Half an hour done, and Murray had to take the match to Daniel: at the moment, the Japanese was controlling things from the centre of the baseline.

He did just that, finding the lines with his serve, getting the ball deeper, breaking in the second game, and taking a 3-0 lead. He broke again, held for 5-0, all the time telling himself to focus. Daniel took advantage of a loose service game from the Briton to break, but Murray found some moments of magic to break again, volleying and lobbing to devastating effect, 6-2.

There was an immediate reversal at the start of the decider, a love break to Daniel who hit some sizzling returns of serve. Murray misjudged a pass that fell in, and netted an easy smash. He had to dig deep to hold in the fifth game, too, roared ‘C’mon’ to keep the set alive, 2-3.

For the first time, Daniel looked winded after a couple of long, draining rallies, and Murray finally got the break back. But the Japanese got a second wind to run Murray ragged in the next game, and the Briton had to hold off a break point, with the boldest of serves, to hold for 5-4.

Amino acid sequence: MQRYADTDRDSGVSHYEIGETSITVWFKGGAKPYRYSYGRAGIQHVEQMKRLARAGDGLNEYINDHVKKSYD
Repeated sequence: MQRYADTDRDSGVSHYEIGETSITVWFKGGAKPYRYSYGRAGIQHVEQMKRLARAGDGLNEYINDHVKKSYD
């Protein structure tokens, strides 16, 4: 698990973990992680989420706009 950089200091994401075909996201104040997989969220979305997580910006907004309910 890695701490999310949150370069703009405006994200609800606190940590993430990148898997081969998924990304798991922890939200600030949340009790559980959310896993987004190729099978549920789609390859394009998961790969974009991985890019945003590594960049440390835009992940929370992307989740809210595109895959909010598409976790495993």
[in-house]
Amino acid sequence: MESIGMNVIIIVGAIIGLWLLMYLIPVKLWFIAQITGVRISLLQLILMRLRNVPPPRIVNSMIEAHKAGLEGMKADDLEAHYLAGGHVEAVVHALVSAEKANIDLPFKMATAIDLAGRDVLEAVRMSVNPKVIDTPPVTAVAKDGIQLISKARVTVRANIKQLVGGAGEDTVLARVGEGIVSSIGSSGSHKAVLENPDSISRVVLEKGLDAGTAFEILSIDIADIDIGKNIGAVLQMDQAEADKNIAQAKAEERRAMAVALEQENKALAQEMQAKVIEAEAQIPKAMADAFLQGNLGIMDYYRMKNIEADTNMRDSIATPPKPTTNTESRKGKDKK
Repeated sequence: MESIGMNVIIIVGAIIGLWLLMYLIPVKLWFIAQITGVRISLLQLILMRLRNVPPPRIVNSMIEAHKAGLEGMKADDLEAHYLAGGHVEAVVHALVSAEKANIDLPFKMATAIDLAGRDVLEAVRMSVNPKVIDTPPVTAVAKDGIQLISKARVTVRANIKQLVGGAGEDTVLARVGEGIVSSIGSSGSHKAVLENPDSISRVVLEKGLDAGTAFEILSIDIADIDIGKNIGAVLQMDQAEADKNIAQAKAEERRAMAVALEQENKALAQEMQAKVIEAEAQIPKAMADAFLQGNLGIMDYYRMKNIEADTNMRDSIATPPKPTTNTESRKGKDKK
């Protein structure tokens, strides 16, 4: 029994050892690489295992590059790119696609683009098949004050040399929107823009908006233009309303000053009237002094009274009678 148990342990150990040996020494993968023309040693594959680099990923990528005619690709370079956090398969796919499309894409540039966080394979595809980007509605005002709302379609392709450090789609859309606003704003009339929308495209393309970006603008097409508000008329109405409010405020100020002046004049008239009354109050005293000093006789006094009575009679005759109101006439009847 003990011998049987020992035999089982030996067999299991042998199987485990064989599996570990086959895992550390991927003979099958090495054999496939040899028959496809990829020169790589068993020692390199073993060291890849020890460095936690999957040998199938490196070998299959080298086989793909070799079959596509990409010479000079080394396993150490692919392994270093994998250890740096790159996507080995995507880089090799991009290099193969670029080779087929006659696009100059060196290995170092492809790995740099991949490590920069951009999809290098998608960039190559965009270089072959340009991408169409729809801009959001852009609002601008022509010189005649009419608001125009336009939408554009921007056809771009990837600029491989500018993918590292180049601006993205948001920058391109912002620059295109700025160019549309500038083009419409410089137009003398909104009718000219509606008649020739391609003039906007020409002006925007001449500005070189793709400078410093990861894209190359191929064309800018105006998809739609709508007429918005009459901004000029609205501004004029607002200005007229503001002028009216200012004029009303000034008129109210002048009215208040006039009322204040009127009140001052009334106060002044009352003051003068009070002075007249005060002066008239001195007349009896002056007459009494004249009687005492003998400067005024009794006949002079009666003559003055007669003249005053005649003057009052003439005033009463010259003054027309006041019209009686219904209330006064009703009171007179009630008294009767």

It was the Briton’s notorious defensive skills that forced Daniel to 0-40 on serve, and at the third attempt, Murray converted, 6-4, in a little under two hours—his 700th win.

Murray beamed: it had been a good match against a man playing at the top of his game. But he admitted that there were still improvements to be made, and little time until he bypasses the clay season to work on them.

He said: “I’m trying my hardest to do the things I need to do to beat the best players. I do think I can get there, but it’s going to take a lot of work on the practice court.”

Make no mistake: He will put in that work—and the watchful eye of Lendl will make sure of it.

For now, Murray’s longevity, in such an era, is to be admired. He won his first match at Queen’s, his first Masters match at Cincinnati, and his first Major match at Wimbledon, all in the summer of 2005.

Seventeen years on, in his 14th Indian Wells draw, with a metal hip, and with the ‘big three’ now pressed by a swathe of equally ambitious young players in the top 10, he still believes.